With that said, I am of the belief that once the person is in full communion, then they can be part of this; until then they should watch and yearn to be an “apostle”. It’s not a sacrament, but the action has significance, it has meaning. It especially has meaning in this Mass of the Lord’s Supper. This can be done outside of the Mass and wash everyone’s feet if you so choose, but in the Mass is a different situation all together.

My pastor makes it a point to have the men who have recently gone through RCIA and now are in communion with Mother Church, participate; but not until they have been through the process completely.

As far as the problem of getting 12 men, I would have to believe if the pastor approaches these men, they would accept.

Deacon Lapey…

The washing of the feet is not meant to be a historical reenactment. You mention the action has significance and meaning but you don’t talk about what that is.

This action is about humble service to each other, not only for or by men. It’s so much easier for us to simply stage a reenactment and wash the feet of 12 men only… but that is missing the point. It not suppose to be easy. I’m afraid that when done as a historical reenactment Jesus may be asking…“don’t you understand what I have done for you?!”

(side note…if you want to represent only the 12 apostles then maybe it would be more accurate to wash the feet of only ordained men)…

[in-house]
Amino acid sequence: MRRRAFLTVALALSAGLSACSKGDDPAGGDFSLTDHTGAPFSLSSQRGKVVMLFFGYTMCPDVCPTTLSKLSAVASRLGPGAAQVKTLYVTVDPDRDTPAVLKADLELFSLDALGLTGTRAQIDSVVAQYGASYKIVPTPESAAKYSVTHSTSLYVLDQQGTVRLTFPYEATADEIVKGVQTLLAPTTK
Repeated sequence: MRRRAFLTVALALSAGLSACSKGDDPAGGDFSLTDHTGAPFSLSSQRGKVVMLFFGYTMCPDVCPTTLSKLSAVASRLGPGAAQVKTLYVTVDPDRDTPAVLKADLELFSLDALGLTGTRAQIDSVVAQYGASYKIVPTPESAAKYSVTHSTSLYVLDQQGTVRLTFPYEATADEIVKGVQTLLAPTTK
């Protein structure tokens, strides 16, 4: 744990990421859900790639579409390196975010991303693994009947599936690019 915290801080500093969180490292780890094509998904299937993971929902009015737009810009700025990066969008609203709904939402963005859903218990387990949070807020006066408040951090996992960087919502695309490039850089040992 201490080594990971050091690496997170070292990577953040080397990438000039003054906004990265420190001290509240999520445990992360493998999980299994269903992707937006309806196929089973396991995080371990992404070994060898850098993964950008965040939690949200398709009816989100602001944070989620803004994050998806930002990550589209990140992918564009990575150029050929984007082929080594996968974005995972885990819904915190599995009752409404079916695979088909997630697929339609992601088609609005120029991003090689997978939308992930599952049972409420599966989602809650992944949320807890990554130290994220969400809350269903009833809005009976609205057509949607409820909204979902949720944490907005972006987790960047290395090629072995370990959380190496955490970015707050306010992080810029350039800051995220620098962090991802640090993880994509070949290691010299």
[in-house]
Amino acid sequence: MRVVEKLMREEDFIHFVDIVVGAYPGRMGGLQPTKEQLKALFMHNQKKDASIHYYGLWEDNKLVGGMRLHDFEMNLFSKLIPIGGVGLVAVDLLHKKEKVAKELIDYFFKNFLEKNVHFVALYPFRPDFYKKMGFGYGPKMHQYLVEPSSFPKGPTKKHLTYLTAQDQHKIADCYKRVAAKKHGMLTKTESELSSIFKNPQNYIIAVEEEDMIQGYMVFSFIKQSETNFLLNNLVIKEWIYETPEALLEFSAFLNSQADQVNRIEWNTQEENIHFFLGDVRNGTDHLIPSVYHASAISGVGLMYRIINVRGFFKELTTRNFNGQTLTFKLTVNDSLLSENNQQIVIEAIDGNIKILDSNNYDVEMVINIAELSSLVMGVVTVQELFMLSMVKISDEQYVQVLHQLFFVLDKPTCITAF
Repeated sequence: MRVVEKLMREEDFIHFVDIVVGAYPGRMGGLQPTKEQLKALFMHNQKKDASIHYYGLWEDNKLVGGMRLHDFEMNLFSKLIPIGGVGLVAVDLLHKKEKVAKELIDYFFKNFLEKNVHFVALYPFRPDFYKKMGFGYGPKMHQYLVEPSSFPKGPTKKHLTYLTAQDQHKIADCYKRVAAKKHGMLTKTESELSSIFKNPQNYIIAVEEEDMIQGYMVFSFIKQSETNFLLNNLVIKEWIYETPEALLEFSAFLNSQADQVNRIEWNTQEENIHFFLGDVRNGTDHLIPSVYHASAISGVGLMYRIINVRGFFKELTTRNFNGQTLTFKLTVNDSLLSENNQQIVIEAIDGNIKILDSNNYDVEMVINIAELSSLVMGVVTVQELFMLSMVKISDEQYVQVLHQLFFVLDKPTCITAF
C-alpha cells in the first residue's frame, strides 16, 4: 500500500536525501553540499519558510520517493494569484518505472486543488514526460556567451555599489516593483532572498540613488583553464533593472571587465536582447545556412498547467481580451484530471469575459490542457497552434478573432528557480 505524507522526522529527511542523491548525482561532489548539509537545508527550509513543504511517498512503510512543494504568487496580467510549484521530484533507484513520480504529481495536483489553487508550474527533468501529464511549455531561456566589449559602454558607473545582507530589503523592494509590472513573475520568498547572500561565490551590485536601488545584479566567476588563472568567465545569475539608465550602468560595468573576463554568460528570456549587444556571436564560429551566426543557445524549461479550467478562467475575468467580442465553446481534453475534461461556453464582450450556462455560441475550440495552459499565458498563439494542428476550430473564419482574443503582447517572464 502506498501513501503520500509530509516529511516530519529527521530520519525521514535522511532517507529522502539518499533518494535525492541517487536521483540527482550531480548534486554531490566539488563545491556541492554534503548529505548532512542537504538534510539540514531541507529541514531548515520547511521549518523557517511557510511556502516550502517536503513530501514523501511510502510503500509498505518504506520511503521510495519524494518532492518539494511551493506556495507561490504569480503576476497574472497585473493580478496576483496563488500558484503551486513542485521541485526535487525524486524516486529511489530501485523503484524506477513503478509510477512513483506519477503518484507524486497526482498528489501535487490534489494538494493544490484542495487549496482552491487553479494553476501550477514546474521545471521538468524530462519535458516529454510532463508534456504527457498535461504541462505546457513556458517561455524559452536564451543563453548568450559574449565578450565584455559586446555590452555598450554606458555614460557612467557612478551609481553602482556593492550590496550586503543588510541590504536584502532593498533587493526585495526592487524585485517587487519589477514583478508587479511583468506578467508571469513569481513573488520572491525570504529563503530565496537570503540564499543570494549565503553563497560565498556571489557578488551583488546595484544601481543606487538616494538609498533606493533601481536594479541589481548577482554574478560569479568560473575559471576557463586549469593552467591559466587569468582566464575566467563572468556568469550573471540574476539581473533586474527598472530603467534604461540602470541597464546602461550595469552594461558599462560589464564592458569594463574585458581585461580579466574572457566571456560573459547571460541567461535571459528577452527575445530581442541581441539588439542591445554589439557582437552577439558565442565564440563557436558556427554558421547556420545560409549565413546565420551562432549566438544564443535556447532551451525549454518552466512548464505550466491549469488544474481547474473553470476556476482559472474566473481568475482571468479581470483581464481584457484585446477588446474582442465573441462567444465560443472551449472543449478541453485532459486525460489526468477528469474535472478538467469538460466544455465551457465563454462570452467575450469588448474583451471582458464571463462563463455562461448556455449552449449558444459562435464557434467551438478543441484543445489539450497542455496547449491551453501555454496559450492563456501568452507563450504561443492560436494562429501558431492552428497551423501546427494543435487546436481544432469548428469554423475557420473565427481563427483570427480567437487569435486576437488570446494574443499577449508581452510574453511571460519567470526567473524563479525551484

Jesus taught us to tie on a towel (so to speak) and gird ourselves in Christian service. That is what foot washing is about. Accepting the uncomfortable. Accepting an invitation to be uncomfortable and wash the feet of a parishioner,woman or man, who is not well liked, who may be ill physically or spiritually…anyone who chooses to come forward is the best way to do it…either to wash or be washed. It’s a very moving part of the liturgy.
No matter how a parish does this…keep in mind and heart what Christ did for us…we are to do for others.

As Jesus has done for us, so are we also to do…

The Apostles were not ordained yet at that point, and one of them (Judas) never was, having left before the Consecration and the commission.

Elderly men are still men. Boys are still men (although young men). They are not a different gender.

**Washing Feet on Holy Thursday

Can the priest wash women’s feet on Holy Thursday?**

According to the sacramentary, “The men vir] who have been chosen are led by the ministers to chairs prepared in a suitable place. Then the priest (removing his chasuble if necessary) goes to each man. With the help of the ministers, he pours water over each one’s feet and dries them.”